Blastocyst culture and transfer is an important technique developed for in vitro fertilization (IVF) that maximizes pregnancy rates while minimizing the risk of multiple pregnancy. The ability to grow embryos for five or six days to the blastocyst stage of development in the laboratory, rather than the traditional three days, allows Sankalp Test Tube Baby Centre embryology team to determine, with greater certainty, which embryos are really the "best" in terms of their potential for implantation and ultimately pregnancy. Consequently, blastocyst culture makes it possible to select the best one or two blastocysts vs. two or three (or rarely four) early embryos to transfer back to the mother. This reduces the occurrence of potentially risky multiple births. Sankalp Test Tube Baby Centre constantly strives to improve IVF success rates through the steady refinements of clinical and laboratory techniques. Clinical blastocyst culture and transfer is an important step in that evolution.
Blastocyst Culture and Transfer :
Traditionally, embryos had been transferred to the uterus on the second or third day of development after in vitro fertilization and initial embryo cell division. Transferring embryos this early had been a balance between maximizing the degree of embryo selection available through longer culture in the IVF Lab, versus minimizing the exposure of the embryos to culture media which, in the past, could only sustain growth for two to three days. The culture media of the past was more of a "one size fits all" option and as a result the dynamic processes of embryo development were not able to be taken into account. Because of this, blastocyst growth in vitro had always been suboptimal. But advances in culture media now allow physicians and embryologist to take into account the myriad changing needs of the developing embryo in vitro.
After five days of growth, the cells of the embryo should have divided many times over, and have begun to differentiate by function. The embryos that survive to this stage of development are more likely to be strong, healthy, and robust. Three important factors previously limited the number of embryos that could survive to this stage:
First, the inherent "health" of any embryo will dictate its ability to continue to grow and divide. Several eggs may have initially fertilized, but only a few will progress to the four-cell stage on day two in culture, fewer still to the eight-cell stage on day three in culture, and even fewer will develop into blastocysts. Simply put, this self-selection can be viewed as "survival of the fittest."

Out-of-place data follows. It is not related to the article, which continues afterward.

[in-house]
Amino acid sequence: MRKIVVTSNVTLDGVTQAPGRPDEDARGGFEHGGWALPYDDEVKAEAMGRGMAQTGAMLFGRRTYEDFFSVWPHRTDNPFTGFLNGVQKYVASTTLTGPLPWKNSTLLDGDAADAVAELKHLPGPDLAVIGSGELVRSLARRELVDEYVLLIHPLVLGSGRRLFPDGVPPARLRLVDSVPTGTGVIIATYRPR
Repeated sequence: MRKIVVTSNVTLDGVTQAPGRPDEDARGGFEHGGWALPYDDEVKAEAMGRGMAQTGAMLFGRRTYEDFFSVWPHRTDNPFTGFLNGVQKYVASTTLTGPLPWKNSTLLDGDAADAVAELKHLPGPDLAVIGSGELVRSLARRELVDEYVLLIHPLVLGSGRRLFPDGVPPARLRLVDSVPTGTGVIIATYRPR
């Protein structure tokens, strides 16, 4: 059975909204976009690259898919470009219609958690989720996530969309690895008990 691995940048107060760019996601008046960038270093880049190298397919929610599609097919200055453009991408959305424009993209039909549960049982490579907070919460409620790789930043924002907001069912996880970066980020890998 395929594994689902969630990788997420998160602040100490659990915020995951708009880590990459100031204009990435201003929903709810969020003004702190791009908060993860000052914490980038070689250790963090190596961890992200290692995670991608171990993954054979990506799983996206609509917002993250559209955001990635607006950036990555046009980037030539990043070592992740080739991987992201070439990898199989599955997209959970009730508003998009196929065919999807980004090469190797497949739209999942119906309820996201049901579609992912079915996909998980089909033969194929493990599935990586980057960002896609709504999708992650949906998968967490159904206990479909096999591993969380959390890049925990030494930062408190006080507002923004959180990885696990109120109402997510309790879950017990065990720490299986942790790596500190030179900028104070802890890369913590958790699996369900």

The second limiting factor in preventing continued growth of embryos in culture had been the culture media itself. Researchers have identified shortcomings of the in vitro culture environment and have lead to developments in new culture solutions called blastocyst media. These are rich in life-sustaining nutrients that give the embryos every chance to reach there full inherent potential. As a result from egg collection onward, embryos will now be exposed to specific media that are designed to meet the nutritional requirements of each stage of development.
Third, even with embryos of good growth potential and optimal culture media, the experience and expertise of the laboratory embryologists doing this important work is critical to achieving good blastocyst development. They, as opposed to many other laboratories who have tried but then abandoned the rigors of blastocyst culture, have optimized the opportunities for patient success in their IVF cycles and in their quest to build their families.
Benefits of Blastocyst transfer with IVF :
For example, if a woman has 15 eggs retrieved, an average of 10 would fertilize after one day. It is impossible to determine at this point which of these 10 are most likely to implant and develop into a baby. Perhaps all will, but perhaps not. On the previous traditional day of embryo transfer (day three), 5 of the 10 embryos may be developing into vibrant, growing embryos. The others may have slowed or stopped their development altogether as naturally many eggs and embryos are abnormal.
In this example, we are left with several embryos that still look like they may have excellent potential. Which ones to transfer? Which ones are really the "best"? Two additional days in the blastocyst culture medium allows the natural winnowing process to continue. Thus, after 5 or 6 days of growth in the laboratory, only two or three of the original ten embryos may remain viable, showing their inherent potential. We now know the best embryo(s) to transfer and that waiting for day 5 provides the best chance of determining this information.
Embryos transferred at the blastocyst stage have made it through key growth processes and typically offer a greater chance of implanting. Without compromising pregnancy rates, we need only return one or two blastocysts to the mother instead of the typical two or three early embryos. In addition, the fewer embryos transferred, the more that may be available for cryopreservation for future use in frozen embryo transfer (FET) cycles.
A significant benefit of blastocyst culture and transfer is the reduction of multiple births that can result from in vitro fertilization. This means that the many obstetrical complications that may arise from multiple pregnancies can be minimized. It is especially important in helping patients avoid having to make the difficult personal and ethical decisions regarding selective reduction.